How hard should be the metal of a knife? Using TKM-459CE UCI hardness tester to measure the hardness of a steel blade - Mashproject LLC

How hard should be the metal of a knife? Using TKM-459CE UCI hardness tester to measure the hardness of a steel blade

How hard should be the metal of a knife? Using TKM-459CE UCI hardness tester to measure the hardness of a steel blade

There are numerous types of knives – for fishing, hunting, surgery, and garden works, for kitchen, throwing, or box cutting. There are many piercing and cuttin instruments on the market, which manufacturers are offering. How should we accurately choose between the options and select the one that will satisfy all our needs and serve to fulfill all necessary functions?

The first factor to be looked into is the hardness of the blade. It is a characteristic that correlates directly with the toughness, durability, and reliability of the knife.

The balanced hardness provides the durable initial factory sharpening while reducing the risk of breakage, deformation, and crumbling of metal during usage.

What must be known about blade steel?

Fine-grained steel can be sharpened easily, but there is a risk of rapid corrosion. Powdered steel has excellent cutting features, but the cutting edge made from this type of metal is usually hard to finish.

To correctly choose a knife for a specific purpose, we should consider the material it was made from.

As a rule, the fine-grained steel knives belong to a higher class of products.

- High-carbon steel is a metal alloy containing at least 0.6 % of carbon (C). The level of carbon defines the hardness and toughness of the product. For example, Japanese ZDP-189 blades may have a 2.9% up to 3.0% carbon rate, which permits forging the steel up to 69 HRC.
- Stainless steel contains more than 10.5% chromium (Cr) and at least 50% iron (Fe).

There is steel forging that combines extraordinary features of both steel types listed above. As a result, the blades become hard, enduring, and rust-resistant. They are also highly resistant to mechanical damage and coloring, aside from keeping a long-term sharpness.

Very often, additions of such elements as cobalt (Co), molybdenum (Mo), and vanadium (V), among others, can be found in high-carbon stainless steels. They positively affect the metal quality features, increasing toughness and cutting characteristics between sharpenings.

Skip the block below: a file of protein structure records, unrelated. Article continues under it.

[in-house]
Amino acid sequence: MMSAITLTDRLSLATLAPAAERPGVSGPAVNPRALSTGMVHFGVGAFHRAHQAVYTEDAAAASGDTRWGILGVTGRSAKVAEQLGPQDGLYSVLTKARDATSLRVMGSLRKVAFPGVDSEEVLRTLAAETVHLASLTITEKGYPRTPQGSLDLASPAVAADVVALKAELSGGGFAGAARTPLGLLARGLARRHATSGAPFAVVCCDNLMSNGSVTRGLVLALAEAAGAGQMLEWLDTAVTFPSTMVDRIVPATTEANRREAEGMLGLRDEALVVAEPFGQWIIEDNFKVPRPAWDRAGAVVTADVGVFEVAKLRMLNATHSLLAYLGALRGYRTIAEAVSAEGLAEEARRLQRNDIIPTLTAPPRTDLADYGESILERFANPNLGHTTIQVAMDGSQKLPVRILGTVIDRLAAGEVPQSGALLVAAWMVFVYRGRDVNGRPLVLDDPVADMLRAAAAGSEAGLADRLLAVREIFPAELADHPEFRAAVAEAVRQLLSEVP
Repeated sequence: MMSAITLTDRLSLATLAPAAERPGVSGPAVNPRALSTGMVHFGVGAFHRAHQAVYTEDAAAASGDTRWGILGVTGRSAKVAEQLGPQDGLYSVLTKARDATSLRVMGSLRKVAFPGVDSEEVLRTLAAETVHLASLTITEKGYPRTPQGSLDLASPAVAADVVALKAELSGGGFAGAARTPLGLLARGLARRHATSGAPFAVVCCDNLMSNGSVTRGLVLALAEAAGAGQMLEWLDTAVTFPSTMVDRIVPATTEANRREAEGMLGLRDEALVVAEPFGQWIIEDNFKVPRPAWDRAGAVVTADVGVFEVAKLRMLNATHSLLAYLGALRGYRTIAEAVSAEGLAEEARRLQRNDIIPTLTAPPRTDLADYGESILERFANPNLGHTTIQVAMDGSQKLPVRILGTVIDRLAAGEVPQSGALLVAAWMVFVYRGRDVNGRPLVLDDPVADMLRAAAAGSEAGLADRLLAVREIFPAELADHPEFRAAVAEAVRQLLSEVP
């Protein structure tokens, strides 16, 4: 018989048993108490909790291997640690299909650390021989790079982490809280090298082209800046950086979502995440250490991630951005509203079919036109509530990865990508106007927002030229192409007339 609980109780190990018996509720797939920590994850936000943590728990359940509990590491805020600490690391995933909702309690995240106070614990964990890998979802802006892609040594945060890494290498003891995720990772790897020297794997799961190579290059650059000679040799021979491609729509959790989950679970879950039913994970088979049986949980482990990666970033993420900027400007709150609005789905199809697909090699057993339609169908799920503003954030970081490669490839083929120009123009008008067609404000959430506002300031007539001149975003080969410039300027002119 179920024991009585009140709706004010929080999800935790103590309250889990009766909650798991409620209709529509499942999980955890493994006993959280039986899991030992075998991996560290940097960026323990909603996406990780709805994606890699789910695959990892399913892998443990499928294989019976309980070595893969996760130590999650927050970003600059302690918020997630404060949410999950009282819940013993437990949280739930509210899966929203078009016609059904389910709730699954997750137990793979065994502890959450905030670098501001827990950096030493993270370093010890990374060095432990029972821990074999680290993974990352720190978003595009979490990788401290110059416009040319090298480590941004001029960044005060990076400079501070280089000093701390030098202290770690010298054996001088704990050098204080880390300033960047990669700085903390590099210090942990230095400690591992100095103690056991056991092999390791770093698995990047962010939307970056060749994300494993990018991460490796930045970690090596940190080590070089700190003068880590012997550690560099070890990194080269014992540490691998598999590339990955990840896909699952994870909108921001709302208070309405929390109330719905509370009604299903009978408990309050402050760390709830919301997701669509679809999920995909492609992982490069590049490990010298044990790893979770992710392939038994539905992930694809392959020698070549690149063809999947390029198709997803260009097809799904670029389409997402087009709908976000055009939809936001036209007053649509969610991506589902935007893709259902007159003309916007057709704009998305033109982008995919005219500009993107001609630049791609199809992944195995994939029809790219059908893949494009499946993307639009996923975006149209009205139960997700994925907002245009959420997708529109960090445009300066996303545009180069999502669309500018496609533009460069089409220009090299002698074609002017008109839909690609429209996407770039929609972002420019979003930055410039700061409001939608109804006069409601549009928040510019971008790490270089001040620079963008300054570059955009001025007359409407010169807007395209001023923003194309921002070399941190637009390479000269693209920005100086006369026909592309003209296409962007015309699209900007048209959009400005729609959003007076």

It is worth mentioning that the high rate of sharpness for specific piercing and cutting tools is far from advantageous.

In particular, knives for general purposes, or knives for tourism and diving, are highly valued by the users for their excellent rust resistance and simplicity in sharpening, but a lower carbon rate is required in that case. Such blades have a hardness rate below 60 HRC, but they are quite reliable and are resistant to shock loads very well. The cutting edge is not subjected to great deformation, and one can sharp such a blade easily in the field.

The higher the knife's hardness rate, the longer it stays sharp, but it is also more difficult to sharpen it correctly. In case the hardness rate is too high and the usage is quite frequent, the blade may start to crumble and break down! Hence, it is crucial to consider the purposes of the chosen knife and the steel grade (as a rule, the information about steel grade can be found on the blade or knife clip surface) from which the blade was manufactured.

How to measure the hardness of a knife?

The hardness index of knives steel also indicates its hardening quality and other features.

Rockwell's HRC scale is used to determine hardness. Usually, to keep this feature under control, stationary and portable hardness testers are used. 

The hardness of top-quality blades

Knife type Hardness
Kitchen, universal, touristic from 48 up to 57 HRC
Hunting from 55 up to 60 HRC
Surgical from 25 up to 62 HRC
Axes from 62 up to 70 HRC

Universal and UCI hardness testers of the TKM series can be used to measure the hardness of a knife blade. The TKM-459CE tester can perform all necessary measurements with the highest precision without leaving any visible prints on a tested object's surface.

The Rockwell values range is between 20 and 70 HRC.

To perform the tests of the blades, we can provide you with a UCI tester with an "A" and/or "H" type of probe.

What is the difference between "A" and "H" probes?







50H (5 kg/110.23 lb)

148/26 mm

1 kg (2.22 lb)/3 мм/Ra 1,6

General purposes


10H (1 kg/2.2 lb)

148/26 mm

1 kg (2.22 lb)/2 mm/Ra 0,8

Thin objects with a smooth surface

* In case of specific conditions, the tested object's thickness may be less than indicated in the table.

"A" probe was designed for general purposes and is included in all sets of UCI testers of the TKM series.

"H" type of probe provides more reliable results because it will show the hardness of the surface, regardless of the thickness of a given blade. It is usually used to test objects, which thickness starts with 2 mm. The imprint left after the measurements is smaller in radius and depth than the one left by the "A" type. This can be extremely important in the case of premium knives.

Sizes of imprints left after hardness measurements

Parameters of the imprints

Examples of hardness values

“A” type of probe

“H” type of probe

Average possible diameters of imprints (mm) left on the product surface

42,5 HRC



63,0 HRC



Average possible diameters of imprints (mm) left on the product surface

42,5 HRC



63,0 HRC



We can produce unique probes with features different from those listed above on demand.

The best way to choose a hardness tester to measure the hardness of a knife is to trust our professional team from "Mashproekt". We will tell you about all differences between TKM series testers and offer you the one that will cover your needs.